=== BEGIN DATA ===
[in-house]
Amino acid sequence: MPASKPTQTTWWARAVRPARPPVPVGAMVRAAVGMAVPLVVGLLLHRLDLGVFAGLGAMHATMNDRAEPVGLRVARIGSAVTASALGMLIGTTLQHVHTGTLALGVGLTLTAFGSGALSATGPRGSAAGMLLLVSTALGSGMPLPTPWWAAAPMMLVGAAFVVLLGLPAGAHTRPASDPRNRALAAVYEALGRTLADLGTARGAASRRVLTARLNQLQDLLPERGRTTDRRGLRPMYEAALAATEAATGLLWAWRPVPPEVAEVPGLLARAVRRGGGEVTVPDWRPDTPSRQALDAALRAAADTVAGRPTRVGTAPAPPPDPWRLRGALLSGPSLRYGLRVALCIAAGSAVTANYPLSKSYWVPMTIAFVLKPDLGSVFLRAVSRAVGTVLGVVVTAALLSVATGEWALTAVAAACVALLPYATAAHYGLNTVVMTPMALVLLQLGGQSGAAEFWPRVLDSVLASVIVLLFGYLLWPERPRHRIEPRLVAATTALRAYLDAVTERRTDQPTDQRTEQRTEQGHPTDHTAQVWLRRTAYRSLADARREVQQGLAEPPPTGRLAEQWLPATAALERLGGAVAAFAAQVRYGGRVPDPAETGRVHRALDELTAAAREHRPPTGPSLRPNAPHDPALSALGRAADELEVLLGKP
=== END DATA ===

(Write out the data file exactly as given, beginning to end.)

[in-house]
Amino acid sequence: MPASKPTQTTWWARAVRPARPPVPVGAMVRAAVGMAVPLVVGLLLHRLDLGVFAGLGAMHATMNDRAEPVGLRVARIGSAVTASALGMLIGTTLQHVHTGTLALGVGLTLTAFGSGALSATGPRGSAAGMLLLVSTALGSGMPLPTPWWAAAPMMLVGAAFVVLLGLPAGAHTRPASDPRNRALAAVYEALGRTLADLGTARGAASRRVLTARLNQLQDLLPERGRTTDRRGLRPMYEAALAATEAATGLLWAWRPVPPEVAEVPGLLARAVRRGGGEVTVPDWRPDTPSRQALDAALRAAADTVAGRPTRVGTAPAPPPDPWRLRGALLSGPSLRYGLRVALCIAAGSAVTANYPLSKSYWVPMTIAFVLKPDLGSVFLRAVSRAVGTVLGVVVTAALLSVATGEWALTAVAAACVALLPYATAAHYGLNTVVMTPMALVLLQLGGQSGAAEFWPRVLDSVLASVIVLLFGYLLWPERPRHRIEPRLVAATTALRAYLDAVTERRTDQPTDQRTEQRTEQGHPTDHTAQVWLRRTAYRSLADARREVQQGLAEPPPTGRLAEQWLPATAALERLGGAVAAFAAQVRYGGRVPDPAETGRVHRALDELTAAAREHRPPTGPSLRPNAPHDPALSALGRAADELEVLLGKP